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Have a 1988 Ford Ranger with the 2.0L inline 4 (which I believe is pretty much a smaller bore version of the 2.3L) with 68K original miles (manual tranny, manual steering, no AC, just a bare bones truck).
Checked the oil and it was milky white and the coolant was down. I just topped off coolant last week but it's down again...no leaks or smell. I just changed the coolant, timing belt, plugs, wires, distributor cap, rotor, PCV, valve cover, fuel filter, belts about 2k miles ago. I don't drive the truck much...it's just a back up for my 85 F250 6.9L.
Anyway, looks to me like a headgasket (or cracked head). I'm a diesel mech so I'm comfortable doing the work myself but I don't work on gassers much.
Any advice while I'm doing the headgasket? Are HGs a problem with these engines? Any "gotchas" with these engines? Anything I should know about before I start?
Should I check/change anything with the overhead cam? Do they use shims to adjust the valves? How about the timing belt tensioner...should that be replaced? I was going to do the fuel pump too since it's been a little harder starting of late and maybe rebuild the carb too. And I was going to tear out all the emission crap. If the head looks ok I'm debating on whether I want to send it out to be rebuilt and checked. How about the head bolts? Ok to reuse? Is there a spec for their length to check for stretch?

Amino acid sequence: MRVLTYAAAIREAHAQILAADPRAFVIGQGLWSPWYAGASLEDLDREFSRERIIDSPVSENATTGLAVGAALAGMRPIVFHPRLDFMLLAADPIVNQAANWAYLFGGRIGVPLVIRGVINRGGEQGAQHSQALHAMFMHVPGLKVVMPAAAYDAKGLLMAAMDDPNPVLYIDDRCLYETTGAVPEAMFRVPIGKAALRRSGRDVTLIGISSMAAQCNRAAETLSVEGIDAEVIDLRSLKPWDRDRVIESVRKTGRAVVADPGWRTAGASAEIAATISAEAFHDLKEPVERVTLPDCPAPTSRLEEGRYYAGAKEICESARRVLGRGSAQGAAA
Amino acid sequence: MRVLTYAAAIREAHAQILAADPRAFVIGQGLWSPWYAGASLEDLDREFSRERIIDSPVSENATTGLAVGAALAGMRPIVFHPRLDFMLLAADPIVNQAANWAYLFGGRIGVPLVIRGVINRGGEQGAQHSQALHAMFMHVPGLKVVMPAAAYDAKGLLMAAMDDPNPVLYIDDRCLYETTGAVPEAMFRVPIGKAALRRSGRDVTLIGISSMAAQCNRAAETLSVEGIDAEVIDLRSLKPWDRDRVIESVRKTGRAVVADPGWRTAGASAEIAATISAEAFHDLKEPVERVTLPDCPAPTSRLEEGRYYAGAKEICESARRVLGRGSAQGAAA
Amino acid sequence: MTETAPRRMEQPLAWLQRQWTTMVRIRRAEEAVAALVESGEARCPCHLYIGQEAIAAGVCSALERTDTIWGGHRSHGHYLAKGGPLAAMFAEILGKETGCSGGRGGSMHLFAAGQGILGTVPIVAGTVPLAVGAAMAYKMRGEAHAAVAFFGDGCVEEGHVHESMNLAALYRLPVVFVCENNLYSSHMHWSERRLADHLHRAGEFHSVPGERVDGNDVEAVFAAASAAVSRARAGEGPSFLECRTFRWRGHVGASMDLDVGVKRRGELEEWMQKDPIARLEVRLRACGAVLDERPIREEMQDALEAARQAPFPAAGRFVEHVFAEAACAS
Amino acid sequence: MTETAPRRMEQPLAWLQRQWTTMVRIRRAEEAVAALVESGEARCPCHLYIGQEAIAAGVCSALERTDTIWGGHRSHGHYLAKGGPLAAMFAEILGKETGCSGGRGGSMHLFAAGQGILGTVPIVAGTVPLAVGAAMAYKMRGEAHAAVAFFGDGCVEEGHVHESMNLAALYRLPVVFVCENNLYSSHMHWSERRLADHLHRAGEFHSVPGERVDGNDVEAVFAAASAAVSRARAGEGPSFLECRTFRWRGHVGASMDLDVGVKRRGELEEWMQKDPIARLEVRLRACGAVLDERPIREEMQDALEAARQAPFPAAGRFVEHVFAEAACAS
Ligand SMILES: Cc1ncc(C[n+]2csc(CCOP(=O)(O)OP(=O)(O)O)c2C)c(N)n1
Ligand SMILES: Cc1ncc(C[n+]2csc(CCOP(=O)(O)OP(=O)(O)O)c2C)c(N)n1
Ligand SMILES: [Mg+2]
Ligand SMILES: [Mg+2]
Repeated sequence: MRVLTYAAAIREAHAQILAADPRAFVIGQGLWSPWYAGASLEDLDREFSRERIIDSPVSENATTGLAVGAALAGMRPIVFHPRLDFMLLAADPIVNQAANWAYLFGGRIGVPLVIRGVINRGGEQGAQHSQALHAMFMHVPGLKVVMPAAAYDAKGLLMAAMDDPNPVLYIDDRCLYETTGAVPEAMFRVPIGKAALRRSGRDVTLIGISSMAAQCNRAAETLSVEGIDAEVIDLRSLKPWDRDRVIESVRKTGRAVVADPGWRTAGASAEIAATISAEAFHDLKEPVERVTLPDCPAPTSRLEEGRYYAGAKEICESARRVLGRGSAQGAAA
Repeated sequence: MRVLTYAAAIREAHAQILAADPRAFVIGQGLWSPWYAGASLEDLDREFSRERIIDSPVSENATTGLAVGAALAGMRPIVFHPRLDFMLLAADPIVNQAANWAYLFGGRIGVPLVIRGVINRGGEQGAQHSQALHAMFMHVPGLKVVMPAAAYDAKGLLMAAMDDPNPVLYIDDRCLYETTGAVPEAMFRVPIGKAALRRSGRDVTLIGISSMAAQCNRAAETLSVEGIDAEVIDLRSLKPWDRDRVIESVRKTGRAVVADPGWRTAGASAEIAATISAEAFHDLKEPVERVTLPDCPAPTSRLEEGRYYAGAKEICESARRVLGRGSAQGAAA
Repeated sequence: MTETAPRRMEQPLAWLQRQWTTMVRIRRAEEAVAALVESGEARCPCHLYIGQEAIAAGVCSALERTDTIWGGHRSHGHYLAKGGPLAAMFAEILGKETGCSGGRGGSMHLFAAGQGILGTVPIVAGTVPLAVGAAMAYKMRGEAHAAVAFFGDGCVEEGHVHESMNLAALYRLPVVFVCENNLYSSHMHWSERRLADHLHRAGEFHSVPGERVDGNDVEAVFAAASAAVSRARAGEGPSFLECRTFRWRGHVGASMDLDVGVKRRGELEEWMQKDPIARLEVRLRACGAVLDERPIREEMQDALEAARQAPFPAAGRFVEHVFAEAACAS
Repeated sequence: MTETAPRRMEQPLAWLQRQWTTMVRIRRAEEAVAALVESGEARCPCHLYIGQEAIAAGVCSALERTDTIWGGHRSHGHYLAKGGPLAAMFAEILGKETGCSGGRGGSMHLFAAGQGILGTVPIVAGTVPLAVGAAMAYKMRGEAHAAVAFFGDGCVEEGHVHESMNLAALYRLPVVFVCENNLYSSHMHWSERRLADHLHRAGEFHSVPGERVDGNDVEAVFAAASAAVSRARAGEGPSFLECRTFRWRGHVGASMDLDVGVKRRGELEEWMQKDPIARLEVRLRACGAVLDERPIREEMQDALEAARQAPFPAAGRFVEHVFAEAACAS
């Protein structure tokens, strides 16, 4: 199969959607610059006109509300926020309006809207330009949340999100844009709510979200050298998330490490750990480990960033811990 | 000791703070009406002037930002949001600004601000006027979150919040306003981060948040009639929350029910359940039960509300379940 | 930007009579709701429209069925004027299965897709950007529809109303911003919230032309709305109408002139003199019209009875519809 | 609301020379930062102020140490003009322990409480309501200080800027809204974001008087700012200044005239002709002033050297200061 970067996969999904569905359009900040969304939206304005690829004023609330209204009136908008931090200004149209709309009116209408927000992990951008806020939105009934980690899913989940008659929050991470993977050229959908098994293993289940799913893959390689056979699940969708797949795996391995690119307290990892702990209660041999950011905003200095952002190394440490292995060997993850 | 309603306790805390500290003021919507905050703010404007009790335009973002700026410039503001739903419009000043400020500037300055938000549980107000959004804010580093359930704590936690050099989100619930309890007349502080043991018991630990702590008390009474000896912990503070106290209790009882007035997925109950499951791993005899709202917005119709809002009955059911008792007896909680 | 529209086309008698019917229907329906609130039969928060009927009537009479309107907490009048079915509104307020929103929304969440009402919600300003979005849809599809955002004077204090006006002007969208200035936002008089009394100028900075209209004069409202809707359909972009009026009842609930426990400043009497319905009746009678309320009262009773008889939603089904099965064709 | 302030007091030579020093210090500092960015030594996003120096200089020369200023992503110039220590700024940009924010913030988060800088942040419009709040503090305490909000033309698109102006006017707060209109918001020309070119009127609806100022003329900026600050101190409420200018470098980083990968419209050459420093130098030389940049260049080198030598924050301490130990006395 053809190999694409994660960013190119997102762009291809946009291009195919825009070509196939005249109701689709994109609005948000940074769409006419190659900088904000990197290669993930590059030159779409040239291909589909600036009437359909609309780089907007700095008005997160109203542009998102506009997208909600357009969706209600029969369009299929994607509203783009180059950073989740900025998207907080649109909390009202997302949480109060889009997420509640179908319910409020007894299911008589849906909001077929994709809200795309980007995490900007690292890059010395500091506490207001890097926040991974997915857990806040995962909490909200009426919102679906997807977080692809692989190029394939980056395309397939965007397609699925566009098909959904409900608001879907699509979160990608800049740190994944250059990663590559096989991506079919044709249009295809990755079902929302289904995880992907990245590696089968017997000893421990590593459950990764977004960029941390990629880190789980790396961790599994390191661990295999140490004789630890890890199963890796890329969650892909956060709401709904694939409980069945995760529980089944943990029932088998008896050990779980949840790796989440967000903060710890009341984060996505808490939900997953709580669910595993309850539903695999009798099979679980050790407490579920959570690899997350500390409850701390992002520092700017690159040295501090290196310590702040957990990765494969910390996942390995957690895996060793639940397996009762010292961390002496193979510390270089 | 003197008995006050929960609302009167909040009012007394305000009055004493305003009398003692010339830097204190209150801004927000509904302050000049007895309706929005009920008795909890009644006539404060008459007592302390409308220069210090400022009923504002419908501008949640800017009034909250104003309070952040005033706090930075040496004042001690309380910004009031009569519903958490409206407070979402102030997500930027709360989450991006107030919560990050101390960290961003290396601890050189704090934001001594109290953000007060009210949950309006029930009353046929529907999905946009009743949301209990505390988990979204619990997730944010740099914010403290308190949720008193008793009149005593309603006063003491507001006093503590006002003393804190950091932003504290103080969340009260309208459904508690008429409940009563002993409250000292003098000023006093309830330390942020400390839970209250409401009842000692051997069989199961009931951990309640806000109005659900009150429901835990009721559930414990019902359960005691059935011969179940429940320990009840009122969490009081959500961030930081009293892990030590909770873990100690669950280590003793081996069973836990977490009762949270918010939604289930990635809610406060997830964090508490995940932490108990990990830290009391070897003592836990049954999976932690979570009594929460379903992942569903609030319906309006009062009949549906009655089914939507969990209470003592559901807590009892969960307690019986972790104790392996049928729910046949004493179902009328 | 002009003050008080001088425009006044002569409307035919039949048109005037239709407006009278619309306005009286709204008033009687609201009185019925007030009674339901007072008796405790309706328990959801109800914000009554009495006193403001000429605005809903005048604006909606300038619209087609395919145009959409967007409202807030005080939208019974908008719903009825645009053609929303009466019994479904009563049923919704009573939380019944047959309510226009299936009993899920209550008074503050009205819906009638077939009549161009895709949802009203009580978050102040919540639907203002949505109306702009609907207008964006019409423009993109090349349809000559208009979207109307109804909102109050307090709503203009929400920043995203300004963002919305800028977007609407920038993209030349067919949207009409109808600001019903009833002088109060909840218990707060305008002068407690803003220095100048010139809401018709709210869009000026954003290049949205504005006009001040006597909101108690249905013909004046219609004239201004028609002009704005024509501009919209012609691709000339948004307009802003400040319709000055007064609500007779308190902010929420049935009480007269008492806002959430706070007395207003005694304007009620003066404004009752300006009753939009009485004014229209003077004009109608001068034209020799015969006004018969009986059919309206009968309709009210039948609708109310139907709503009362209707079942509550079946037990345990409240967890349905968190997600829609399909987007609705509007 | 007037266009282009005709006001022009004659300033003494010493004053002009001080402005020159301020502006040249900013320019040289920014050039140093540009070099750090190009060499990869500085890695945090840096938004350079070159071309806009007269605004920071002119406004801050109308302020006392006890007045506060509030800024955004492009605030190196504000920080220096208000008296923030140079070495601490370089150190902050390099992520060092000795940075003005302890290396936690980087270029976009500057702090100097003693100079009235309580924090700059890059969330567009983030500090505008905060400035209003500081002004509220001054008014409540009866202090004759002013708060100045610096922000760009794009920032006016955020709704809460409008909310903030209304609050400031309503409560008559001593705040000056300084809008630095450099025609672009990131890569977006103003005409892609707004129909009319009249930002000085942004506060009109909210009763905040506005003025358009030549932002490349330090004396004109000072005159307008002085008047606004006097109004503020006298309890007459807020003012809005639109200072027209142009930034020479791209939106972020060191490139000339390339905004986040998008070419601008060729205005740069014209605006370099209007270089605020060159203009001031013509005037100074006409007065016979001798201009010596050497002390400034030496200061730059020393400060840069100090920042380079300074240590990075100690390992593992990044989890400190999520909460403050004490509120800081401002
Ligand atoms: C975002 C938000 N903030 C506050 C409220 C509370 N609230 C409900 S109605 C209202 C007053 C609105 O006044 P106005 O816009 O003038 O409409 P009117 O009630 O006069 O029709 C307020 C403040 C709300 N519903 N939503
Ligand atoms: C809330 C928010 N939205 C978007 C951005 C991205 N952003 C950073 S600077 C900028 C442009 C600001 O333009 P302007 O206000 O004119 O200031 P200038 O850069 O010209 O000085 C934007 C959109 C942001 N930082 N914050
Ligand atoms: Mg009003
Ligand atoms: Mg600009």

I'm not sure if it is as much of a problem with the N/A heads, but look for cracked exhaust valve seats and any warping if the engine has ever been run hot. That's about the only weakness I can think of with the heads on these motors.
As far as the valvetrain is concerned, it uses hydraulic lash adjusters so there's really nothing to shim. Just inspect the followers and cam lobes for any unusual wear. I would suggest buying the valve stem seals that are spec'd for 87-88 Thunderbird Turbo Coupes as they are of a much better design than the stockers.
I'd replace the timing belt tensioner if you can find a new one. Esslinger sells a much better one than the stock piece (that's not saying much though) but it is kinda pricey. Although it hasn't happened to either of my 2.3Ls, I understand that the bearings in the tensioners on the older engines are prone to giving up the ghost. Head bolts can be reused unless the threads are torn up or show signs of fatigue. They're not torque to yield bolts, just torque em in stages 30-60-90 lb/ft according to the factory shop manual.
When you pull the head, I *think* you'll find a slug in the right-rear corner of the head oil passage that acts to limit oil flow.. Be careful not to lose it. The belt tensioner is a spring loaded follower that you do not adjust after installation, and is then locked down, so it is not a matter of spring tension as it ages, but the bearings in the follower. They're relatively cheap.
It's not how hard you work, it's how much you get done. Simplificate and add lightness
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